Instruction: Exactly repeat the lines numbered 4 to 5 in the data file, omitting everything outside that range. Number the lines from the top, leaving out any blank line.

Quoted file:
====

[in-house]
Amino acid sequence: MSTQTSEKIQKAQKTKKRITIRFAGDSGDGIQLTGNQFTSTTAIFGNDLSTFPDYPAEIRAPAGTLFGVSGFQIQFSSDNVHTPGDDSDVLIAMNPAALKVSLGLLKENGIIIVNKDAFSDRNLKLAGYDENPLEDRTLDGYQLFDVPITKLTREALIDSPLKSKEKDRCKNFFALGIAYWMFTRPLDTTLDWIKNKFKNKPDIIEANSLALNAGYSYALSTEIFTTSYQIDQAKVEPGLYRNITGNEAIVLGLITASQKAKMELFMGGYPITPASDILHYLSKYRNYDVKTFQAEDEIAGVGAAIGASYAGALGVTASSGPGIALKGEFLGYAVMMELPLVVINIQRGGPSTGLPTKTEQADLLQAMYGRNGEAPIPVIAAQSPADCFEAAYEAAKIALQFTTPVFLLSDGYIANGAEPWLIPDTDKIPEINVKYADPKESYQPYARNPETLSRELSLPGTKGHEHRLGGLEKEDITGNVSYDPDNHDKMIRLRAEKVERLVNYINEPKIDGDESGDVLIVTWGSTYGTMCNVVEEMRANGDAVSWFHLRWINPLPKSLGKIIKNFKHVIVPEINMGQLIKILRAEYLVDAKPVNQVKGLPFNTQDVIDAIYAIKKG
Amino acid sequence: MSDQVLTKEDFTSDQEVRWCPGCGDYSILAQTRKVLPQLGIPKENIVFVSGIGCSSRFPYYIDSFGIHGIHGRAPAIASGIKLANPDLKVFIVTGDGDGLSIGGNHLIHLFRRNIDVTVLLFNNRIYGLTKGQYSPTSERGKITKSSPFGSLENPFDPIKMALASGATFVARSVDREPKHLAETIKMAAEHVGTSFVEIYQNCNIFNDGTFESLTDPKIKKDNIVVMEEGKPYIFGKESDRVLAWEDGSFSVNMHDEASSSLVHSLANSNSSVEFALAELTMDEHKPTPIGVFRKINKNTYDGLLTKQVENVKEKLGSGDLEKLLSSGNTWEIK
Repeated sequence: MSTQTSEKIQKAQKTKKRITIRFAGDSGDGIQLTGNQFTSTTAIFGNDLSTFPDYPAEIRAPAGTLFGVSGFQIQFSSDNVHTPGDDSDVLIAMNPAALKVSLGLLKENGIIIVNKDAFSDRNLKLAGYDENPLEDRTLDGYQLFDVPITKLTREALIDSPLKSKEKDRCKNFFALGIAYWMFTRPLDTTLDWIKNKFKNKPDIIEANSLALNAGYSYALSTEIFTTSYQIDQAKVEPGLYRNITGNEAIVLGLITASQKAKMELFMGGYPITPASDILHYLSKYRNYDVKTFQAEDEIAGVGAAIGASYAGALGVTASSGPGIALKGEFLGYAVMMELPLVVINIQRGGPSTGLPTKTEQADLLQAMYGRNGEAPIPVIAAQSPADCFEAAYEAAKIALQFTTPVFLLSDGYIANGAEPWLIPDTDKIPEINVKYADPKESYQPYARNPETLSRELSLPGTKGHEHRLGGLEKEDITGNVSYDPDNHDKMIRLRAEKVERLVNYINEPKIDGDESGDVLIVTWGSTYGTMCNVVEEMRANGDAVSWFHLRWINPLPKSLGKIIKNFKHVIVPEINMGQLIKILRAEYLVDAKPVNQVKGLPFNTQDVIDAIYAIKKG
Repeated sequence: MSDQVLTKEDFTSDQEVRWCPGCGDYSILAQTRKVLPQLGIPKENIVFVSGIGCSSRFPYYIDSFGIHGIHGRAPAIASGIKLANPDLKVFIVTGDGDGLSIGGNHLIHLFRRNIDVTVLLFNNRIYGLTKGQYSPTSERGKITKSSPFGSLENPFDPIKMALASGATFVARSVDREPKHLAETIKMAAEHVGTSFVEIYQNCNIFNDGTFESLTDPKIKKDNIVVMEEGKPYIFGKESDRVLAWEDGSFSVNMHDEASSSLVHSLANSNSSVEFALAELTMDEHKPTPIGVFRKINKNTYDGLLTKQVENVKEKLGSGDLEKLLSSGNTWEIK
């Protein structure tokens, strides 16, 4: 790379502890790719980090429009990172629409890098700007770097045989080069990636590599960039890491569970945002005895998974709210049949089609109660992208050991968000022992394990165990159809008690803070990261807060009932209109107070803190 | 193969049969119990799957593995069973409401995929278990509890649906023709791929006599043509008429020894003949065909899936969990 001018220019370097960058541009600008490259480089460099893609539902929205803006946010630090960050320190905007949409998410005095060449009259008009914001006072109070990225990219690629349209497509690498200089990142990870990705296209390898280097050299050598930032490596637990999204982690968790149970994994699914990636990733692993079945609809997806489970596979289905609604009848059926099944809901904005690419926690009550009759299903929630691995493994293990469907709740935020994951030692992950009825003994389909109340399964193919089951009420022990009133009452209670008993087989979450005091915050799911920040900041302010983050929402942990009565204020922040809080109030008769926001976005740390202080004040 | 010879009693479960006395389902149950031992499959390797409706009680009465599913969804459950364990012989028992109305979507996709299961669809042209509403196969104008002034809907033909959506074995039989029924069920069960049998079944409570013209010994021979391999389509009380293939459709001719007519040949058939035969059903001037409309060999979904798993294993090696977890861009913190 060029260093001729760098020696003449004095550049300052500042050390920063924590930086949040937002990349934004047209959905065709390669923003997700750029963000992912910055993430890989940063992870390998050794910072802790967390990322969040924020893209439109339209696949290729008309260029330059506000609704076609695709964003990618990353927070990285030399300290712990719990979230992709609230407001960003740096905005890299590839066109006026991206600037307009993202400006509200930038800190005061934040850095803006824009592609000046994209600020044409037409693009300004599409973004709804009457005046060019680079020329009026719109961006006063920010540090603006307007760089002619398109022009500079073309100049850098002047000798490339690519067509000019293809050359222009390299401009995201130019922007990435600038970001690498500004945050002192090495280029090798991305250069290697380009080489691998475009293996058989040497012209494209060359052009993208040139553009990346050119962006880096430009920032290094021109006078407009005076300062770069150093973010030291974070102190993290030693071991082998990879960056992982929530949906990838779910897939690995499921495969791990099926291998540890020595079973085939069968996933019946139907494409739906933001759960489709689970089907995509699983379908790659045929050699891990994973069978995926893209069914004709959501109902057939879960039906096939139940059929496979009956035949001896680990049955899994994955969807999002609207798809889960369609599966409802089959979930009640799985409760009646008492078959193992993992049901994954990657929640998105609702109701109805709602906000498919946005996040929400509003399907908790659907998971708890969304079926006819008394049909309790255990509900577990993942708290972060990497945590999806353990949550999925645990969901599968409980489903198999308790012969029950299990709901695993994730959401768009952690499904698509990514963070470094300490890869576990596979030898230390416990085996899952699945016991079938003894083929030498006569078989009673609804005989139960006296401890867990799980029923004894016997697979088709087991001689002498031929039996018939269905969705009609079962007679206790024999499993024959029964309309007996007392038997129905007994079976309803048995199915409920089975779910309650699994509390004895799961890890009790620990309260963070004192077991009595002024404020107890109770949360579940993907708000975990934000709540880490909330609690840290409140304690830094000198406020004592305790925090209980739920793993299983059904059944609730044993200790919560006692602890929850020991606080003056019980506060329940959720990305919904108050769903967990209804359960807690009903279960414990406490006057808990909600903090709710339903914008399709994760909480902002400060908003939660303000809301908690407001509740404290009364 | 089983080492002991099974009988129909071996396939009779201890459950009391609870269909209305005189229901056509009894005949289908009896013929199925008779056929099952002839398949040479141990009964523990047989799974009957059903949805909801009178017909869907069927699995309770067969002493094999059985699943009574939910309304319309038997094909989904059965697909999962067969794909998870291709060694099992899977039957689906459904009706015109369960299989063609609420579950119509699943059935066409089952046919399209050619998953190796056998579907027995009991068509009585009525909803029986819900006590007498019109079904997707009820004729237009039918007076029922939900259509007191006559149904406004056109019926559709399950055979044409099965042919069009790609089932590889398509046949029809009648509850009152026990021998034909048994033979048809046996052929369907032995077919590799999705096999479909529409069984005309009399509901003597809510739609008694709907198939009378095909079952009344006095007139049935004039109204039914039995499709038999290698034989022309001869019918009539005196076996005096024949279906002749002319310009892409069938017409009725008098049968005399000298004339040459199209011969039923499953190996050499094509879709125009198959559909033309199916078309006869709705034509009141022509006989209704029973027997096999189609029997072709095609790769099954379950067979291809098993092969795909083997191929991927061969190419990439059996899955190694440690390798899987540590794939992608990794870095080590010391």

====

Repeated sequence: MSTQTSEKIQKAQKTKKRITIRFAGDSGDGIQLTGNQFTSTTAIFGNDLSTFPDYPAEIRAPAGTLFGVSGFQIQFSSDNVHTPGDDSDVLIAMNPAALKVSLGLLKENGIIIVNKDAFSDRNLKLAGYDENPLEDRTLDGYQLFDVPITKLTREALIDSPLKSKEKDRCKNFFALGIAYWMFTRPLDTTLDWIKNKFKNKPDIIEANSLALNAGYSYALSTEIFTTSYQIDQAKVEPGLYRNITGNEAIVLGLITASQKAKMELFMGGYPITPASDILHYLSKYRNYDVKTFQAEDEIAGVGAAIGASYAGALGVTASSGPGIALKGEFLGYAVMMELPLVVINIQRGGPSTGLPTKTEQADLLQAMYGRNGEAPIPVIAAQSPADCFEAAYEAAKIALQFTTPVFLLSDGYIANGAEPWLIPDTDKIPEINVKYADPKESYQPYARNPETLSRELSLPGTKGHEHRLGGLEKEDITGNVSYDPDNHDKMIRLRAEKVERLVNYINEPKIDGDESGDVLIVTWGSTYGTMCNVVEEMRANGDAVSWFHLRWINPLPKSLGKIIKNFKHVIVPEINMGQLIKILRAEYLVDAKPVNQVKGLPFNTQDVIDAIYAIKKG
Repeated sequence: MSDQVLTKEDFTSDQEVRWCPGCGDYSILAQTRKVLPQLGIPKENIVFVSGIGCSSRFPYYIDSFGIHGIHGRAPAIASGIKLANPDLKVFIVTGDGDGLSIGGNHLIHLFRRNIDVTVLLFNNRIYGLTKGQYSPTSERGKITKSSPFGSLENPFDPIKMALASGATFVARSVDREPKHLAETIKMAAEHVGTSFVEIYQNCNIFNDGTFESLTDPKIKKDNIVVMEEGKPYIFGKESDRVLAWEDGSFSVNMHDEASSSLVHSLANSNSSVEFALAELTMDEHKPTPIGVFRKINKNTYDGLLTKQVENVKEKLGSGDLEKLLSSGNTWEIK